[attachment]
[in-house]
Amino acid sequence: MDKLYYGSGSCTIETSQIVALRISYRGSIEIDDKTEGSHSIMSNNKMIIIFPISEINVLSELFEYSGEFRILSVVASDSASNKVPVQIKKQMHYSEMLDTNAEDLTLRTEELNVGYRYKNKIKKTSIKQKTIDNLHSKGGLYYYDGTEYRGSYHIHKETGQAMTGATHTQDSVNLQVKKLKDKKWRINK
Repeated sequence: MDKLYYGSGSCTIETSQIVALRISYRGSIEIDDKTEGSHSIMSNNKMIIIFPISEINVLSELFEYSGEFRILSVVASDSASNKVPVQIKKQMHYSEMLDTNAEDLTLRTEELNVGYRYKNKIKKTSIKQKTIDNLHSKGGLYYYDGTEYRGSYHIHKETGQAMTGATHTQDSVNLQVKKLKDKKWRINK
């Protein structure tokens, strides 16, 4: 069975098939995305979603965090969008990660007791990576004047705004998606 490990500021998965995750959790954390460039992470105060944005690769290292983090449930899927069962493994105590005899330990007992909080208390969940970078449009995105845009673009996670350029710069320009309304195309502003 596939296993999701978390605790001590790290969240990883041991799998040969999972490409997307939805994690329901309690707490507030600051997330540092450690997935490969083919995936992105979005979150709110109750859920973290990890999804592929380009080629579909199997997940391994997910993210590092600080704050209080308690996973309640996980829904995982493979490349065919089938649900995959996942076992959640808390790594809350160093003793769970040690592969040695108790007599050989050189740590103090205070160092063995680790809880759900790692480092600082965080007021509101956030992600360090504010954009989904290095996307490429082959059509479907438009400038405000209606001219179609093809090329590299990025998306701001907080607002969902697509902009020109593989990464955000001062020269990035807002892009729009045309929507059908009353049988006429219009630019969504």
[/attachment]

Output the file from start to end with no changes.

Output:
[in-house]
Amino acid sequence: MDKLYYGSGSCTIETSQIVALRISYRGSIEIDDKTEGSHSIMSNNKMIIIFPISEINVLSELFEYSGEFRILSVVASDSASNKVPVQIKKQMHYSEMLDTNAEDLTLRTEELNVGYRYKNKIKKTSIKQKTIDNLHSKGGLYYYDGTEYRGSYHIHKETGQAMTGATHTQDSVNLQVKKLKDKKWRINK
Repeated sequence: MDKLYYGSGSCTIETSQIVALRISYRGSIEIDDKTEGSHSIMSNNKMIIIFPISEINVLSELFEYSGEFRILSVVASDSASNKVPVQIKKQMHYSEMLDTNAEDLTLRTEELNVGYRYKNKIKKTSIKQKTIDNLHSKGGLYYYDGTEYRGSYHIHKETGQAMTGATHTQDSVNLQVKKLKDKKWRINK
């Protein structure tokens, strides 16, 4: 069975098939995305979603965090969008990660007791990576004047705004998606 490990500021998965995750959790954390460039992470105060944005690769290292983090449930899927069962493994105590005899330990007992909080208390969940970078449009995105845009673009996670350029710069320009309304195309502003 596939296993999701978390605790001590790290969240990883041991799998040969999972490409997307939805994690329901309690707490507030600051997330540092450690997935490969083919995936992105979005979150709110109750859920973290990890999804592929380009080629579909199997997940391994997910993210590092600080704050209080308690996973309640996980829904995982493979490349065919089938649900995959996942076992959640808390790594809350160093003793769970040690592969040695108790007599050989050189740590103090205070160092063995680790809880759900790692480092600082965080007021509101956030992600360090504010954009989904290095996307490429082959059509479907438009400038405000209606001219179609093809090329590299990025998306701001907080607002969902697509902009020109593989990464955000001062020269990035807002892009729009045309929507059908009353049988006429219009630019969504």